winter-ale-1785dec10TELL WHOEVER SOLD US THE CALENDAR (Pope Gregory XIII) that I demand a refund. It tells me winter is still 11 days away—beginning on the solstice. The truth is, December is full winter, the gloomiest part of year with its dark nights and fitful gray days. If we must break the year up into quarters, let’s admit we’ve been in winter for nearly six weeks. The solstice marks the low point of winter, the turning of the year, the slow return of the sun. No wonder my Highland ancestors lit their bonfires for Hogmanay: dispel the night, bring back the day. (Of course, from what I know of my ancestors, they probably also burned their neighbors’ barns and sheds for spite, but let that pass.)

To light up this darkest time of year, the craft brewers of Brooklyn are offering some nice and hearty ales, stouts and porters. Winter is the time of stouts and porters, dark and filling, not for your hefeweisens and pale lagers or (kill me now) light beers. For my taste, ale’s the thing for winter.

I’d hate for Robert Burns to be only remembered for Auld Lang Syne, the anthem of the new year, as he wrote other fine verse. The one that comes to mind here and speaks to the need for lightening the heart:

O gude ale comes and gude ale goes; 
Gude ale gars me sell my hose, 
Sell my hose, and pawn my shoon—
Gude ale keeps my heart aboon!*

Brouwerij-Lane

Brouwerij Lane holds back the dark of winter with a wood-burning fireplace.

Brouwerij Lane holds back the dark of winter with a wood-burning fireplace.

To keep our hearts aboon through winter, let’s find some Brooklyn beer. First up, the Brooklyn Brewery “There Will Be Black,” which I got to sample before a warm wood fire on a gray day at Brouwerij Lane on Greenpoint Avenue. The Lane is a lovely place to spend the winter. The 19 taps and several display cases of bottled beer should get you nicely through our shortest afternoons and longest nights.

“There Will Be Black” is a new release in the Brewmaster’s Reserve series which has, according to their publicity, “a core of black bread and dark chocolate, wrapped in a bright coat of orangey, minty hops”. If that doesn’t sound like a winter drink, nothing does. In addition to the “Black”, Brooklyn Brewery is shipping their standard range of seasonal beers in bottles, including Winter Ale and Black Chocolate Stout.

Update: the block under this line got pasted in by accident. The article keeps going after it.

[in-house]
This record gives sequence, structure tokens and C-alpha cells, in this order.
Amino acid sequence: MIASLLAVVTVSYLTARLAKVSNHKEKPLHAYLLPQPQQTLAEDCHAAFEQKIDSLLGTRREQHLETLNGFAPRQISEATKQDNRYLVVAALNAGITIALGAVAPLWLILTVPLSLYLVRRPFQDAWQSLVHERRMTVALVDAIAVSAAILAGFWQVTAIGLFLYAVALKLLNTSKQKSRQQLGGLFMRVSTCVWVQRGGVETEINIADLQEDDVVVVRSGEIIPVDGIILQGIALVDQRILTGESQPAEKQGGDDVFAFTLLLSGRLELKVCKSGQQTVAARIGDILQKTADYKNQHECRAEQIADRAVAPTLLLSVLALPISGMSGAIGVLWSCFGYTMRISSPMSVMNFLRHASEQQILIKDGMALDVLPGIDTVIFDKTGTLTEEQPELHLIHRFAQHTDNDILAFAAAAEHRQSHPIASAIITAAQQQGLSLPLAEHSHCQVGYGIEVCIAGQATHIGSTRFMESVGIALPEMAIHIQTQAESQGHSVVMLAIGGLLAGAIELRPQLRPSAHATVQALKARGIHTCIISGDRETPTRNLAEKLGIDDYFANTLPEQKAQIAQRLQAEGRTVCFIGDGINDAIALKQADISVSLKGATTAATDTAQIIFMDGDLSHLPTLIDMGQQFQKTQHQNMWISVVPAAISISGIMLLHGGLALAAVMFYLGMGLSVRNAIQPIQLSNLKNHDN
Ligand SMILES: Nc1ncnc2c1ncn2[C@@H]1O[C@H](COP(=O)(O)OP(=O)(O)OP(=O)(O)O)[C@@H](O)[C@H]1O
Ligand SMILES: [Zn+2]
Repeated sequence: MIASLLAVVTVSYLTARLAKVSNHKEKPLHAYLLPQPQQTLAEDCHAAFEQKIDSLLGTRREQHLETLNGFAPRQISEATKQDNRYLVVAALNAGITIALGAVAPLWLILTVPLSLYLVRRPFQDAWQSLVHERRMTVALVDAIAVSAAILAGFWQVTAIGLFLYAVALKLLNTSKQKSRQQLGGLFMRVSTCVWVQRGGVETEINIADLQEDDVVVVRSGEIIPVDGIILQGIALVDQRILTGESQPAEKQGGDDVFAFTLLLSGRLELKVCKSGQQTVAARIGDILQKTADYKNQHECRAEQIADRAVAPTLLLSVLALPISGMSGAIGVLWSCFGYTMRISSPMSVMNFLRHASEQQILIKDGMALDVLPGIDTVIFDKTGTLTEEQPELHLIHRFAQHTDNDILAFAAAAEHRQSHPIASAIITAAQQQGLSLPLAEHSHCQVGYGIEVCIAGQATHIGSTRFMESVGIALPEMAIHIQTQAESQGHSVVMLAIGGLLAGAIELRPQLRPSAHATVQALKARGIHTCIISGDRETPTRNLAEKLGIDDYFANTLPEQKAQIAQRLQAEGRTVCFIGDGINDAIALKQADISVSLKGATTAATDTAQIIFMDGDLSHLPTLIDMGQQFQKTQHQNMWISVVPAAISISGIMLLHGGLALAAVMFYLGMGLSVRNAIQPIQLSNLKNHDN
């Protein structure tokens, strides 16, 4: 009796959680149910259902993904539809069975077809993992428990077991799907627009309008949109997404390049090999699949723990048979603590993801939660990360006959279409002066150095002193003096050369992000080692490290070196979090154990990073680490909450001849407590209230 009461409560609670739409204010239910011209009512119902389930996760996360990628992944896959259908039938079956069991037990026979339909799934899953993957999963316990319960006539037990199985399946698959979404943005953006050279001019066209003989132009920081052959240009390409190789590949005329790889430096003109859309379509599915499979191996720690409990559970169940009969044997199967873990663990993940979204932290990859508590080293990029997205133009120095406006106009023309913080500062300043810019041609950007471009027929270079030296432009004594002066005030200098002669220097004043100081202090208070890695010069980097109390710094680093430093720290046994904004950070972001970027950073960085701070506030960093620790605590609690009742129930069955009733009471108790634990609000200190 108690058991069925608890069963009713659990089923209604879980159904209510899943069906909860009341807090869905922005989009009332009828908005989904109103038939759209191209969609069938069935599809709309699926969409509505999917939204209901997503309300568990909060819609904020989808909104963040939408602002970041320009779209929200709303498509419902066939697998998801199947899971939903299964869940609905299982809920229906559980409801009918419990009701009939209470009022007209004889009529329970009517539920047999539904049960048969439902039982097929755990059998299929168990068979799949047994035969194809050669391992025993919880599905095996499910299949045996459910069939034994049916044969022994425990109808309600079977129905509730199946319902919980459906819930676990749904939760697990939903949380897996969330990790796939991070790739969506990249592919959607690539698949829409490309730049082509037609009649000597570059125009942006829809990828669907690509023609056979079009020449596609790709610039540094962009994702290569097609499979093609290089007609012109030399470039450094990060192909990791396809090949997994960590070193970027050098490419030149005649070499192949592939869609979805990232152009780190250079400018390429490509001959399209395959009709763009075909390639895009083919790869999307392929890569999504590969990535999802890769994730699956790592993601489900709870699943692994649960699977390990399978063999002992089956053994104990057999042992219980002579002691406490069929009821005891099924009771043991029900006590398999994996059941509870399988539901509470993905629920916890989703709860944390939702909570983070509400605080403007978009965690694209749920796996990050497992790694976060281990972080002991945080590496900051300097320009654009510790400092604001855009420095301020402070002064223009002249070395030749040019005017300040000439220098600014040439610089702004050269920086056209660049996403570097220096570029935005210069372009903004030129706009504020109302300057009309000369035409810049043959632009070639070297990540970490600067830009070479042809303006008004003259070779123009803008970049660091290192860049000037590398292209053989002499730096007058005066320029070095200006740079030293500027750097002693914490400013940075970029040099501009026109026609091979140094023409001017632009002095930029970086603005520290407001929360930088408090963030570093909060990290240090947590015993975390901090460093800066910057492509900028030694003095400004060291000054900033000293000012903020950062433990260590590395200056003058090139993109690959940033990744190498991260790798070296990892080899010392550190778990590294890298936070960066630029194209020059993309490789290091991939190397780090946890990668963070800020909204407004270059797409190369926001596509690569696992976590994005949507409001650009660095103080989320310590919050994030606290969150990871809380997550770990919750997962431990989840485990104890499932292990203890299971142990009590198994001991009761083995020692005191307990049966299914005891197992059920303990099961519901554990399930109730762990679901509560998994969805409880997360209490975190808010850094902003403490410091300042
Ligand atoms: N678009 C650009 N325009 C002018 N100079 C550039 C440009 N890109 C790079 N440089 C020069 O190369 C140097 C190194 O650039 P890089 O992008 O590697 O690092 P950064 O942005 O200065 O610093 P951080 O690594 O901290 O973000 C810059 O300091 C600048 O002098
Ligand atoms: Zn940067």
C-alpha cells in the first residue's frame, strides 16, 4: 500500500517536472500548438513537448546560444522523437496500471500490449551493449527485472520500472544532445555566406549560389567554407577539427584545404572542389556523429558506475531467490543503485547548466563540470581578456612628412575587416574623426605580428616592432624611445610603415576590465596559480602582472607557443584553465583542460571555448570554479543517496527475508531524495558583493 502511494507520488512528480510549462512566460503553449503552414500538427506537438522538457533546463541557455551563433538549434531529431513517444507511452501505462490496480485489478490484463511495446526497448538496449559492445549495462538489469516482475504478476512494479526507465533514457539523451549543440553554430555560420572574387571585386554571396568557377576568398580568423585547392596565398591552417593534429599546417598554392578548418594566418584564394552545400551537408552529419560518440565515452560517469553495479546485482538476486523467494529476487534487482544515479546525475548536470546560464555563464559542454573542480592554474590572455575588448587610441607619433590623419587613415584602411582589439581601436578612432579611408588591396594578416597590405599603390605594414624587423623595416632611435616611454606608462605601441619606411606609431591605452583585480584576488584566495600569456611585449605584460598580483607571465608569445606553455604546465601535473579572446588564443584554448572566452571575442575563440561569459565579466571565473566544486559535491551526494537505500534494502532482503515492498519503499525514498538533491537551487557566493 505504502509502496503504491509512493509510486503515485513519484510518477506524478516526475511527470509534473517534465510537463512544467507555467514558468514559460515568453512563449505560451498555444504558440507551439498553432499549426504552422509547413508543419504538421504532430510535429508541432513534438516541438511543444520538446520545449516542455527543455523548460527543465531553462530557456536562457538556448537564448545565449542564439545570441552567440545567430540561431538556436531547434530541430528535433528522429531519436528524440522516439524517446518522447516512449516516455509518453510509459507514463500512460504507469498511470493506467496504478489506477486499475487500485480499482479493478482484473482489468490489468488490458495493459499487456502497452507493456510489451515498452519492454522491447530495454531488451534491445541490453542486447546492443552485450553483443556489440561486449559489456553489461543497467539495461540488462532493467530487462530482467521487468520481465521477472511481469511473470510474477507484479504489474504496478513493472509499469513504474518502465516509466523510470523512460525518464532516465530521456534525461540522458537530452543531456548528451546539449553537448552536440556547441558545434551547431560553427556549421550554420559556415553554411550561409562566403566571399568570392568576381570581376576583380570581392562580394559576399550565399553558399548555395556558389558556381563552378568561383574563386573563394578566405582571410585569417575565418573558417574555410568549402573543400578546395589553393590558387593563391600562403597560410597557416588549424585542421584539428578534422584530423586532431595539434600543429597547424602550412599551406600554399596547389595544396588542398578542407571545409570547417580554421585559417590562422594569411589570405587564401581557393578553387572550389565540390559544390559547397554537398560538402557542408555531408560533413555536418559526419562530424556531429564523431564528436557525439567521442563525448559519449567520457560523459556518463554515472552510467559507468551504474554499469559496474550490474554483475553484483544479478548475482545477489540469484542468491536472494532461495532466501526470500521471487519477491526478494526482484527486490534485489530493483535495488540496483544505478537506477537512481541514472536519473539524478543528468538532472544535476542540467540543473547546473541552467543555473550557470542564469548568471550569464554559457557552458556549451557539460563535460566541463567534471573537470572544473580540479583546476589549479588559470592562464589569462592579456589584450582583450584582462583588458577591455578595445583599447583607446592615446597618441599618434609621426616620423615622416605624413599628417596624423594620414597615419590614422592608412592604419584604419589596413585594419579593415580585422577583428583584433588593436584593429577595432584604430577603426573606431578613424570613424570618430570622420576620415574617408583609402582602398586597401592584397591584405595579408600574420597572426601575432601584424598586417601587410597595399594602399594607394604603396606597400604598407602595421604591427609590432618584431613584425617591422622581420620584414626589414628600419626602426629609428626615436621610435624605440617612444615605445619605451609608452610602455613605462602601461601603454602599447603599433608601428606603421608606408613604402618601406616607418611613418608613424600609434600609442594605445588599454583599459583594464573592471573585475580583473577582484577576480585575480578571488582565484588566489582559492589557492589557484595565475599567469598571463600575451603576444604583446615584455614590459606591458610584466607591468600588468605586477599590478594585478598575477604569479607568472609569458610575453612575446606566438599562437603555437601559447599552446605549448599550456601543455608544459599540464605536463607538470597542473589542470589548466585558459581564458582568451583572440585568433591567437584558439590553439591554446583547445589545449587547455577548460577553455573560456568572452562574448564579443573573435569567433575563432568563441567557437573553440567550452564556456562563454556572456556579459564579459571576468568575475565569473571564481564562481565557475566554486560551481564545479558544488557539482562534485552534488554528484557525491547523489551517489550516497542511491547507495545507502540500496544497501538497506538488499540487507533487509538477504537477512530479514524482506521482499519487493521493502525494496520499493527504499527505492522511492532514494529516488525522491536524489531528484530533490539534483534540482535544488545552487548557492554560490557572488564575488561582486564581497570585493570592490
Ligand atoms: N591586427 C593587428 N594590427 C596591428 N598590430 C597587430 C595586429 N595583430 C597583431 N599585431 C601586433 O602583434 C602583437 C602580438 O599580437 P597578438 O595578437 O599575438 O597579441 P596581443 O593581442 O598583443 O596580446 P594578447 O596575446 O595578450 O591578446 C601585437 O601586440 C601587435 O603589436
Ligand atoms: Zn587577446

More elusive is the Sixpoint Brewery offering: Diesel. It seems to be rolling out as we go to press, and in just the last 24 hours, it has begun popping up around the city on the new Sixpoint beer finder. We’re heading out after writing this entry to hunt its “robust chocolate and roasted flavors, with thick pine hop flavor and aroma.”

Brouwerij-Lane-Taps1432

Brouwerij Lane seems to keep at least one Brooklyn brew on tap.
Its website lists the current offerings; this week There Will Be Black is on the list.

I caught up with Kelly Taylor of KelSo Beer Company at Grand Central Terminal tonight where he was offering tastings of their signature Nut Brown Lager, which is as good as an ale in my book. He suggested the KelSo Winter Lager for cold nights and also said they were brewing a Porter. Check out their Facebook page or Twitter for more information on tastings and tap availability (they don’t have a web site). They will be commandeering a number of taps for a tasting at Bierkraft tomorrow, December 11.

It’s going to be a long winter. Be careful not to sell your warm socks.

Brooklyn Brewery
79 North 11th Street, Williamsburg

718-486-7422

Sixpoint Brewery
40 Van Dyke Street, Red Hook
917-696-0438

KelSo Beer Company of Brooklyn
529 Waverly Avenue, Clinton Hill
718-398-2731

Brouwerij Lane
78 Greenpoint Avenue, Greenpoint
347-529-6133

Bierkraft
191 Fifth Avenue, Park Slope
718-230-7600

*For those who find their Broad Scots rusty:

O good ale comes and good ale goes; 
Good ale makes me sell my hose (socks), 
Sell my hose, and pawn my shoes— 
Good ale keeps my heart above (uplifted)!

Photographs by Basia Hellwig. Date stamp typographic design by Joy Makon Design. The font is Chalet Tokyo, by René Albert Chalet (a clothing designer), House Industries, 1970.